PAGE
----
Grouped Bar Charts
Grouped Bar Charts#
A grouped bar chart allows us to plot several columns for a single row in a DataFrame. In this example we will first plot the demographics for specialized high schools in our data set.
Then, we will show we we can use aggregates and melt to prepare our data to make grouped bar charts at the district level. The general pattern for preparing the data looks like this:
group your data so that there is one row for each group of columns
plot only the column for the group and the columns for the bars
import pandas as pd import numpy as np # graphs and viz import matplotlib.pyplot as plt import matplotlib as mpl import seaborn as sns from nycschools import schools, ui, exams, nysed
# # load the demographic data and merge it with the ELA data # df = schools.load_school_demographics() # # load the data from the csv file # ela = exams.load_ela() # #drop the rows with NaN (where the pop is too small to report) # ela = ela[ela["mean_scale_score"].notnull()] # ela = df.merge(ela, how="inner", on=["dbn", "ay"]) # ela = ela.query("ay == 2018 and category == 'All Students'")
Comparing specialized high schools#
Here we’re going to plot the demographic data for Stuyvesant, Bronx Science, and Brooklyn Tech high schools. These three schools’ admissions criteria are set by NYS law to be based on scores on the SHSAT exam. Other schools also use this exam for admissions, but NYC DOE can change the criteria for the other “specialized” schools without seeking permission from the State.
df = schools.load_school_demographics() # find the schools by their dbn dbn =["02M475", "13K430", "10X445"] data = df[df["dbn"].isin(dbn)] data = data[data["year"] == data.year.max()] # get the columns we want and rename them for the graph cols = ['school_name', 'asian_pct', 'white_pct', 'poverty_pct', 'black_pct', 'hispanic_pct'] pretty_cols = ['School', 'Asian', 'White', 'Poverty', 'Black', 'Hispanic'] data = data[cols] data.columns = pretty_cols # convert the real numbers to percentages for col in pretty_cols[1:]: data[col] = data[col].apply(lambda x: x * 100) # create the graph plt.style.use('dark_background') fig, ax = plt.subplots(figsize=(10, 6)) fig.tight_layout() _ = data.plot(ax=ax, kind="bar", x="School", stacked=False, rot=80, title="Student Demographics by School", xlabel="", ylabel="Percent of Students")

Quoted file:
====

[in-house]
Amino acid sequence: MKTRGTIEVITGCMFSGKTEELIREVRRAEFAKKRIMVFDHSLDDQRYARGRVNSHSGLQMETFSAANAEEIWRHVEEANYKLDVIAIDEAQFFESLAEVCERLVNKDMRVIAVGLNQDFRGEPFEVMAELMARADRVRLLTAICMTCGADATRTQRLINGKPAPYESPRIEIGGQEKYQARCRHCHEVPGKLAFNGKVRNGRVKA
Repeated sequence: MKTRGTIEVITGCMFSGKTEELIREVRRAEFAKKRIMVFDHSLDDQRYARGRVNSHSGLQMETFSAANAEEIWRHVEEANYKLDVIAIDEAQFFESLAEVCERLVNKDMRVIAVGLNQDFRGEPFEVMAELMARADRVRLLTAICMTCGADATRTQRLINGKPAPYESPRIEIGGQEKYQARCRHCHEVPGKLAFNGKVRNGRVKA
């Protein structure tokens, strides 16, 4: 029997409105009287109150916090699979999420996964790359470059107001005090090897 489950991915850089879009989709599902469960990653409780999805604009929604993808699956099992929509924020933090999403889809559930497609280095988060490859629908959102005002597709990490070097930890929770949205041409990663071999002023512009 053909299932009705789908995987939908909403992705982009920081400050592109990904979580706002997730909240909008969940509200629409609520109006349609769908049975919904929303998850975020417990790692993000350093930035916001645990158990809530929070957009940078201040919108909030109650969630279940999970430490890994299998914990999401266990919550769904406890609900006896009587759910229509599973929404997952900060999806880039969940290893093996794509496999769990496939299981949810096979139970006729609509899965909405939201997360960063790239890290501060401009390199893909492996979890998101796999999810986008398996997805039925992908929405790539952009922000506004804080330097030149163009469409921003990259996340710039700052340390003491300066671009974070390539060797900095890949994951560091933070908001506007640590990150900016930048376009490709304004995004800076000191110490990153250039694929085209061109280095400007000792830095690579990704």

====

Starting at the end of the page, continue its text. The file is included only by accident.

Pivot Data to Make Grouped Bars#
In the introduction we said that to easily make grouped bar charts, we want one column for each bar in our graph and one column for the grouping categories that label the x-axis. This is a challenge, though, when we have our data in a “long” data format. Long data contains one or more columns of categories that describe the data in other columns. For example, our
nysed State test score data has a single column
mean_scale_score which reports a schools average test score. Other columns describe
mean_scale_score for that row, specifically
exam indicates if the score is an ELA or Math score,
category offers demographic information about the sub-group of test takers (see below for categories tracked by NYSED), and
test_year tells us the year the test was administered.
Plotting ELA test results by year#
In this example we will make a bar chart that demonstrates how ELA exam scores change (or didn’t) over the years for which we have test result, showing results for four categories of students: All Students, ELL, Econ Disadv, and SWD. We will plot the value of mean scale score for each group and use mean scale score as the y-axis. Our x-axis will show the average score for each sub-group of students, grouped by test year.
# load the NYSED test data scores = nysed.load_nyc_nysed() # these are the categories of students we can choose to plot scores.category.unique()
array(['All Students', 'Female', 'Male', 'Not SWD', 'SWD', 'Asian', 'Black', 'Hispanic', 'White', 'Econ Disadv', 'Not Econ Disadv', 'Current ELL', 'Never ELL', 'Not in Foster Care', 'Homeless', 'Not Homeless', 'Not Migrant', 'Parent Not in Armed Forces', 'Multiracial', 'American Indian or Alaska Native', 'In Foster Care', 'Not English Language Learner', 'Asian or Pacific Islander', 'Migrant', 'Not Limited English Proficient', 'Limited English Proficient', 'Parent in Armed Forces'], dtype=object)
# for this demo we will use the ELA scores and the students in our 4 categories scores = scores[scores.exam == "ela"] scores = scores[scores.category.isin(["All Students", "SWD", "Current ELL", 'Econ Disadv'])] # group the data by year and category and get the mean score scores = scores[['test_year', 'category', 'mean_scale_score']].groupby(['test_year', 'category']).mean() #flatten the index after the groupby scores = scores.reset_index() scores
Pivot rows to columns#
Now that we have the data that we want to plot, we need to pivot the rows into columns. After the pivot, each unique value in
category will have its own row.
data = pd.pivot(scores, index=['test_year'], columns='category', values=['mean_scale_score']) # flatten the index and rename the columns data = data.reset_index() data.columns = ["Test Year", "All Students", "ELL","Econ Disadv", "SWD"] data
|Test Year||All Students||ELL||Econ Disadv||SWD|
# now that our data is in the right format we can plot it fig, ax = plt.subplots(figsize=(10, 6)) fig.tight_layout() _ = data.plot(ax=ax, kind="bar", x="Test Year", stacked=False, title="ELA Mean Scale Score by Year", xlabel="", ylabel="Mean Scale Score")